Through annoying persistence, a trait that often served him well, Harmon convinced the high school band director to let him audition at band camp that summer. To earn the money to go to camp, Harmon, only 14 years old, talked his way into a job at the local dry cleaners. On the last day of camp, Harmon fell, tore a tendon and was in a cast for the audition. He made up for his immobility with a grandiose ending that got him the job, the only freshman in the history of the school to be drum major.
After a stint in the army Harmon had another dream come true. He was accepted to USC where he studied theater and became the drum major for the Trojan marching band. When he graduated he was ready for a career in entertainment and started using the stage name Larry Harmon. His first gig was as Commander Comet in a kid’s show on NBC. Television was still in its infancy, and Harmon not only played the spaceman, he also did the voices for six puppets, read the commercials and booked the guests, including pilot Chuck Yeager.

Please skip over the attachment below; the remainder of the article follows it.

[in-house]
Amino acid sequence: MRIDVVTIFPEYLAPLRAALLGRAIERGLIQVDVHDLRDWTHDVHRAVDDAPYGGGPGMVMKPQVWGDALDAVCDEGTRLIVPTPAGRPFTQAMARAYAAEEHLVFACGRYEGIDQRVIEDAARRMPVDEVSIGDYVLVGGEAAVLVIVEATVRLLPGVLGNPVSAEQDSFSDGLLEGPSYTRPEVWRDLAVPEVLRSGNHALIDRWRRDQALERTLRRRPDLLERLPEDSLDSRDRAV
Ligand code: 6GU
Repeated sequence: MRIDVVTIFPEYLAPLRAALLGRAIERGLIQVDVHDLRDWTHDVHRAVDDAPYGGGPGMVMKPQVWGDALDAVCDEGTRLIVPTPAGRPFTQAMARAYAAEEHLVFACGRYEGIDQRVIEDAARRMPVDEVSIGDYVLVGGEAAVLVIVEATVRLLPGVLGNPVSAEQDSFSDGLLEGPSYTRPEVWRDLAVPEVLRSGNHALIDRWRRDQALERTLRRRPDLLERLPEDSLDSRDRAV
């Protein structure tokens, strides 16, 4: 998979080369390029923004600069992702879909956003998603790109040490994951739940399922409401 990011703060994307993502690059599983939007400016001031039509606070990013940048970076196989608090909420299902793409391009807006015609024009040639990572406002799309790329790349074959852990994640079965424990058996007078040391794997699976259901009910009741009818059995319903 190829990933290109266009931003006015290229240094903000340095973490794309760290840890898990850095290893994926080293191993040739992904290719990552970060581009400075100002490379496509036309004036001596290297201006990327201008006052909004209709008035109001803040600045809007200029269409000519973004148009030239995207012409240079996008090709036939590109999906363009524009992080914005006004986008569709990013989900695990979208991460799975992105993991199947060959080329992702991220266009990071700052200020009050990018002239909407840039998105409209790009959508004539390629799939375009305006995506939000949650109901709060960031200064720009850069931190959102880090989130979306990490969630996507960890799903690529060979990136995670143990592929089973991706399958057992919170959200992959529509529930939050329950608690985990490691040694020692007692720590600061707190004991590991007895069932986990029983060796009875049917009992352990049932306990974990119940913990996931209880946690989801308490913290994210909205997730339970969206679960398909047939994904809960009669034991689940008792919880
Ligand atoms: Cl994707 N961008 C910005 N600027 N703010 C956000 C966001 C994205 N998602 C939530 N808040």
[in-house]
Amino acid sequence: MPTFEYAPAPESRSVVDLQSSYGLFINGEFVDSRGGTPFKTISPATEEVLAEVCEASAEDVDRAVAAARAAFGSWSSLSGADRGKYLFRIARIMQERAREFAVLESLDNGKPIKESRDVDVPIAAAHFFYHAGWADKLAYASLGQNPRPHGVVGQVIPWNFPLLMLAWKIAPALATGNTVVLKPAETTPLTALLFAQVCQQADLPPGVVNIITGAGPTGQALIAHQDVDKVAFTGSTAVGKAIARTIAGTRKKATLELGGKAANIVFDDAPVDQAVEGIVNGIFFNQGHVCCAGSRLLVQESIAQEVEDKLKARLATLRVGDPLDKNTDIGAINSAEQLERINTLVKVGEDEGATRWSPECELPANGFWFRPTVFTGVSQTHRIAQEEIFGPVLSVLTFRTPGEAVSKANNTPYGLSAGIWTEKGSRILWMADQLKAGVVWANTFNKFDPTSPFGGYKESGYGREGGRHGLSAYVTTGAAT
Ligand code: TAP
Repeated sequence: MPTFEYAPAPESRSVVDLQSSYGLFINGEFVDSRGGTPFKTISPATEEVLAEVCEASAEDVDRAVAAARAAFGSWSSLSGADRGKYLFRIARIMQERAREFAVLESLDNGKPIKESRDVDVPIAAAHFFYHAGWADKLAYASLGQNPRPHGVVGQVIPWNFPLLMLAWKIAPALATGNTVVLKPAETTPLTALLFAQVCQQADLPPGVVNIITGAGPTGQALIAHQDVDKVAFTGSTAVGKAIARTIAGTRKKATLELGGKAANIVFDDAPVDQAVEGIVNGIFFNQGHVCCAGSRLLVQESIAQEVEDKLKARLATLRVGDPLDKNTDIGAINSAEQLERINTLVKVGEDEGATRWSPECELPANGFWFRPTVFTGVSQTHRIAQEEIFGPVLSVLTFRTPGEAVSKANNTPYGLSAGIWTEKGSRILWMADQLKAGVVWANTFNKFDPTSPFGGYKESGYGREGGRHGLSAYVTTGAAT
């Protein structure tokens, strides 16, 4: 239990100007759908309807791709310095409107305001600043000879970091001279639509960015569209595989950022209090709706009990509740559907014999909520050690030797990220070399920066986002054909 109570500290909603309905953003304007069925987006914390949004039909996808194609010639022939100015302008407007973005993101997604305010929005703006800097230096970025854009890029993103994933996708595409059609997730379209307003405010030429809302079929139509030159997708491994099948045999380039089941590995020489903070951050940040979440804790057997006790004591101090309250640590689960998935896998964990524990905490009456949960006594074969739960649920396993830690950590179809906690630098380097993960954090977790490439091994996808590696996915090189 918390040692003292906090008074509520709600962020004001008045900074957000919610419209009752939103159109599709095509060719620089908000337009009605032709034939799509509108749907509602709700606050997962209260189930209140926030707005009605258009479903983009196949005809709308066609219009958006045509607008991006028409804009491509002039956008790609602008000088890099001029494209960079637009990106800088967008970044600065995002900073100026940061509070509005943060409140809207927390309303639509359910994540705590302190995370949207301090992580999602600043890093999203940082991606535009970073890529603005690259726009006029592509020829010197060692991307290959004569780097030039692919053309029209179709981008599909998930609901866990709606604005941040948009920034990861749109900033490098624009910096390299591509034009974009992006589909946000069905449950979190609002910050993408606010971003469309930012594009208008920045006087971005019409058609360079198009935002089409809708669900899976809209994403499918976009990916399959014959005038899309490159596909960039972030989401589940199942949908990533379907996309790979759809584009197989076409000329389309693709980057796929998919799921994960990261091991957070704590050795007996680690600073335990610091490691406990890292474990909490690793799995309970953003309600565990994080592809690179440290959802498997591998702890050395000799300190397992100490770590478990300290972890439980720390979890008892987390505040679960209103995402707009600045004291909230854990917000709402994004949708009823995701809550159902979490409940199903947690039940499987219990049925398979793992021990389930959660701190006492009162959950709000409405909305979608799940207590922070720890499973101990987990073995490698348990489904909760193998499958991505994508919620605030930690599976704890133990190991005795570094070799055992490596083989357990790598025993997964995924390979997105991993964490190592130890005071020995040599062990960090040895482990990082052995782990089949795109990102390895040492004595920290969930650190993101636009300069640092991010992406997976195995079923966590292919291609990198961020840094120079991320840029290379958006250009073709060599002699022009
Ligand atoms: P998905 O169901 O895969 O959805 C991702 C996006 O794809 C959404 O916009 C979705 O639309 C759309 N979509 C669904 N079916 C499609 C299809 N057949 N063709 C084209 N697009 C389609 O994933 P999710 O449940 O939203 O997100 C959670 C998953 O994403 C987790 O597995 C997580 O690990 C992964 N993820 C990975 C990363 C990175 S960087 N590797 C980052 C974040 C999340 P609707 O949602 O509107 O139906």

As busy as the actor was on his first show, he also needed a day job. During that time he worked as a private investigator, home decorator, manager of a wholesale brokerage company and, when his parents moved to California, he opened a jewelry store with his father. At night he played with a jazz combo.
SEND IN THE CLOWN In 1952 Harmon auditioned at Capitol Records to be one of the Bozo the Capitol Clowns in public appearances. He got the job and felt as comfortable in the oversized costume as in a favorite pair of jeans. For a few years he played Bozo and maintained his survival jobs until one night he had an epiphany. He envisioned transforming Bozo from just a clown to the World’s Most Famous Clown. In 1956, he negotiated buying the rights to the character at a time when the clown was losing his relevance for the direction Capitol was going.